Once every few weeks we visit the Chijin(旗津) Island fish markets to buy a big bucket of fish. This is a small market right inside the fishing harbour with 20 or so regular vendors and up to 10 irregular ones that show up when there is enough of something to sell. The majority of seafood on offer is pretty consistent but every time we go there is sure to be a new variety of ocean protein I haven’t seen before.


There is such a huge range of fish, crustaceans and shellfish. Nothing it seems is left behind or wasted. Indeed, there is no bycatch from a Taiwanese fishing boat.

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Leprena II in Kaohsiung

We have recently been very fortunate to have my father visit us here in Taiwan. Being an unconventional sort of dad he arrived in Taiwan in a very unconventional way. Aboard his home, lifestyle and well traveled 32 foot yacht Leprena II.


Currently based in the Trobriand Islands of Papua New Guinea he didn’t hesitate to up-anchor and sail the 5500 odd kms to visit us. [Read more →]

Kaohsiung Orange Line

For the last few years the streets of Kaohsiung have been a mess with construction of the two-line underground MRT. Last Sunday the 14th of September the East-West Orange line opened for passengers to finally finish the mammoth project. Since we live close by the Daliao end terminal of the Orange line this will be a huge boon for us. It currently takes over an hour to reach Siziwan near the harbour. The Orange line takes about 25 minutes to complete the 14 stations along the 14 km route.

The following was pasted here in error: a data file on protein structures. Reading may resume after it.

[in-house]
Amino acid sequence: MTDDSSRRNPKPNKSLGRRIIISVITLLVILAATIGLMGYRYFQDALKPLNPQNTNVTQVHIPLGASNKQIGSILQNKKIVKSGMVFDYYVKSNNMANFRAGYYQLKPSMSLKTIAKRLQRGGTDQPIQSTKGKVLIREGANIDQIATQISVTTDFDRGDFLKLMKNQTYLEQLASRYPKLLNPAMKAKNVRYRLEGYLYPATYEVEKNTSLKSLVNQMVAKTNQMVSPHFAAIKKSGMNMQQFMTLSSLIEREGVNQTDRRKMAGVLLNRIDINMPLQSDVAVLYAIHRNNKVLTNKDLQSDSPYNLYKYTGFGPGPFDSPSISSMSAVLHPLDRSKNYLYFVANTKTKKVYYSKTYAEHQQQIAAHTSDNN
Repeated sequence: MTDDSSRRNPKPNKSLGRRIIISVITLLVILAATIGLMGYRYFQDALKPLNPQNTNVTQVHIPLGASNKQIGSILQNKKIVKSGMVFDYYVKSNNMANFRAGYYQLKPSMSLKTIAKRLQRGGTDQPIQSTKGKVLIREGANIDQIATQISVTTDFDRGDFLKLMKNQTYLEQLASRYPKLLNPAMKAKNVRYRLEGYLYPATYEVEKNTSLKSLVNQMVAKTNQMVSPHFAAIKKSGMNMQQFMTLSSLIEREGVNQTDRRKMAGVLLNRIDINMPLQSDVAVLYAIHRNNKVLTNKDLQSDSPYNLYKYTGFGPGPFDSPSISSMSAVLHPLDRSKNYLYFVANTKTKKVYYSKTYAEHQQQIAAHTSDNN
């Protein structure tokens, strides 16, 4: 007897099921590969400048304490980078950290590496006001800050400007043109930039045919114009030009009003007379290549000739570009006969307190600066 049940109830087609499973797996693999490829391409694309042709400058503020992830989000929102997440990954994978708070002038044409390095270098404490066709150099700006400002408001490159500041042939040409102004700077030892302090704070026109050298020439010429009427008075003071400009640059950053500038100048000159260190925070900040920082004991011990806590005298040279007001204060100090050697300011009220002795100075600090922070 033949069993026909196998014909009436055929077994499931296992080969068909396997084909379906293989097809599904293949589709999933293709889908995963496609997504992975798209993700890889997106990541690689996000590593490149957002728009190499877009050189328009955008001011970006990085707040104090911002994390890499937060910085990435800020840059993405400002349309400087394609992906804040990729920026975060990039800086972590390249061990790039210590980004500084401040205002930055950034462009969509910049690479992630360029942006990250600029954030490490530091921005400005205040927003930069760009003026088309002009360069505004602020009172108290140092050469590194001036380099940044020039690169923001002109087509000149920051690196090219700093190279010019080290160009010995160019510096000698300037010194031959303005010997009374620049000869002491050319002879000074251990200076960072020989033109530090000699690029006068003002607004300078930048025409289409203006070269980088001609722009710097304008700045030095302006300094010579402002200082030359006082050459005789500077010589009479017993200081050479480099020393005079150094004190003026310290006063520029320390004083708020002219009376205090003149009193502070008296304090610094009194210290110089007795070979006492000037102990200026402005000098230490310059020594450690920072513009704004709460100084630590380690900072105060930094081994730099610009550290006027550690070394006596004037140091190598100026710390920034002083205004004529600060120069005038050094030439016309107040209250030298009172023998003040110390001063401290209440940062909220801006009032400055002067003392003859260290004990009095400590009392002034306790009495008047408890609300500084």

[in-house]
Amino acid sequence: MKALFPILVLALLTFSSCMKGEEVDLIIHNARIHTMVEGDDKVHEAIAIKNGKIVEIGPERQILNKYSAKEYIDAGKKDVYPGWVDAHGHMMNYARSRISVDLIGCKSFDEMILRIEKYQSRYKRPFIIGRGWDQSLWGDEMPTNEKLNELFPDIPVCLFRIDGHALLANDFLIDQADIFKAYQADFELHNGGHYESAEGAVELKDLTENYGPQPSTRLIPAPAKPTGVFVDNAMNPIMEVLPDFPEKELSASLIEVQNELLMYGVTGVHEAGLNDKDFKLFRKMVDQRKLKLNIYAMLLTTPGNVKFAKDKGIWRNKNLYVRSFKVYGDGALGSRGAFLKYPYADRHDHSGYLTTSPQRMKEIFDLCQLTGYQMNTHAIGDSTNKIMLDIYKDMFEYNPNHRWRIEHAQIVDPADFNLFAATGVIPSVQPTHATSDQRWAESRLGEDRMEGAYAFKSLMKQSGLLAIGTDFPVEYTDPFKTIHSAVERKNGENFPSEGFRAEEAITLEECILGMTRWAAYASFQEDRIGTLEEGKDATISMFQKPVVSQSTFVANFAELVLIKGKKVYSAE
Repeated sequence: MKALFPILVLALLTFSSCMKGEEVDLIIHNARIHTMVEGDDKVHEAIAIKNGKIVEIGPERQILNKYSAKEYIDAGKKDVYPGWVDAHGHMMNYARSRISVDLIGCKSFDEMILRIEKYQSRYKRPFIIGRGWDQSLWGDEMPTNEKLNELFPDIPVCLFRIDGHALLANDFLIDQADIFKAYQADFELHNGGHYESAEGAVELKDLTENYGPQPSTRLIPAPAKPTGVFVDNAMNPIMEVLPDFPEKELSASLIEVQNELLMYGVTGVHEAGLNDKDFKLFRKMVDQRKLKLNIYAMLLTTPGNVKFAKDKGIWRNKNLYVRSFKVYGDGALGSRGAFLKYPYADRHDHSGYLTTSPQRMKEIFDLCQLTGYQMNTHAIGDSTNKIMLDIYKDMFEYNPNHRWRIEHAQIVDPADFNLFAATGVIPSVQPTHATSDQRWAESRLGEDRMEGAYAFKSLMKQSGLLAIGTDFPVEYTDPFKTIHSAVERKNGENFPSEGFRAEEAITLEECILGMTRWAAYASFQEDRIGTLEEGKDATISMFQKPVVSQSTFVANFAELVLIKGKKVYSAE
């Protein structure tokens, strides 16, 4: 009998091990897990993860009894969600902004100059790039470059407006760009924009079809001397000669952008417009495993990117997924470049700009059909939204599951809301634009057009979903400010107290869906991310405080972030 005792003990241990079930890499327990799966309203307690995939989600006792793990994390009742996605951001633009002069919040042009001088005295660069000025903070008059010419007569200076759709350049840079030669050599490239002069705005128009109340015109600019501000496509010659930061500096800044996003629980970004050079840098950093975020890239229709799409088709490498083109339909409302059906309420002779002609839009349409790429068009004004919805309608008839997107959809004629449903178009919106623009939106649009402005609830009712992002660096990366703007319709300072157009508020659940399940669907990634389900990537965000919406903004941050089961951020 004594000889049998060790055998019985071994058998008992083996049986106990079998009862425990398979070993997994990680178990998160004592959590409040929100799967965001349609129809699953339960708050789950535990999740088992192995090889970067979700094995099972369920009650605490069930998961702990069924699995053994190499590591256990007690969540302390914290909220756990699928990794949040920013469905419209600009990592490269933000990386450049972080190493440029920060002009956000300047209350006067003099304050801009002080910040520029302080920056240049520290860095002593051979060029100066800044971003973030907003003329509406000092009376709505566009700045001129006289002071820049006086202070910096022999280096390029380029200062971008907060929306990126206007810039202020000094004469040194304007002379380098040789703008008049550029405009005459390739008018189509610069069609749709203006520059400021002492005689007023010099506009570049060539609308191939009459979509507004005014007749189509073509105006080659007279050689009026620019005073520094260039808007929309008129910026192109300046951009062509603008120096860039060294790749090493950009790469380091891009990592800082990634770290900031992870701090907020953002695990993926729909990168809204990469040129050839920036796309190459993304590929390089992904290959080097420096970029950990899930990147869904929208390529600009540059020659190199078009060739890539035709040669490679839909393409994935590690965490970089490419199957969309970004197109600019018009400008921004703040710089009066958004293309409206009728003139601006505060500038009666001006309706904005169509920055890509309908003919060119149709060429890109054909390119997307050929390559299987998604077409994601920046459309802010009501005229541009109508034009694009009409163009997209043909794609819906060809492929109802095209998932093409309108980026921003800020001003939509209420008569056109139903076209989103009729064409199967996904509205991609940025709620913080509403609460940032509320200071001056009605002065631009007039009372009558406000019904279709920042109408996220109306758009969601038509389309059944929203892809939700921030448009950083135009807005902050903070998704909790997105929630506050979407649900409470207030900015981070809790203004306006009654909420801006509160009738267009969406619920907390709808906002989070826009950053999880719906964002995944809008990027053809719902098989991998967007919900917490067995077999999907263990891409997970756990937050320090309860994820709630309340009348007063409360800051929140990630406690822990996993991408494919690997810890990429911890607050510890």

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The ties between Taiwan and Japan are long and very strong. It is telling that so many Taiwanese are so fond of anything Japanese even though Japan occupied Taiwan for the first half of last century. It was equally interesting that so many of the Japanese we met on our 2 week trip had traveled to Taiwan or wished to do so.


Now my wife and I are travelers of old and have always been ready to pack a bag and venture off. But this trip was a little different. We started out as a party of 8, my in-laws, nephew, 3 kids, wife and myself. Backpacks not being appropriate, we decided to start with a 5 days Tokyo tour group.

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Penguins in Taiwan: That’s impressive

On our recent Southern holiday adventure we stopped by the Nation Museum of Marine Biology and Aquarium. Though I had heard and read about this place, we were all totally overwhelmed with the amazing display of fishes and animals.


It should not be surprising that Taiwan would have a great aquarium, for everyone here absolutely loves seafood. It is only natural that a small live sample of all the yummy marine dishes should be available for viewing.

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Money to burn

Burning money in Taiwan is serious business,  especially at this time of year during ghost month. And with a full moon on the 16th of August everyone is out burning their ghost money making sure their ancestors and deities are all cashed up for another year.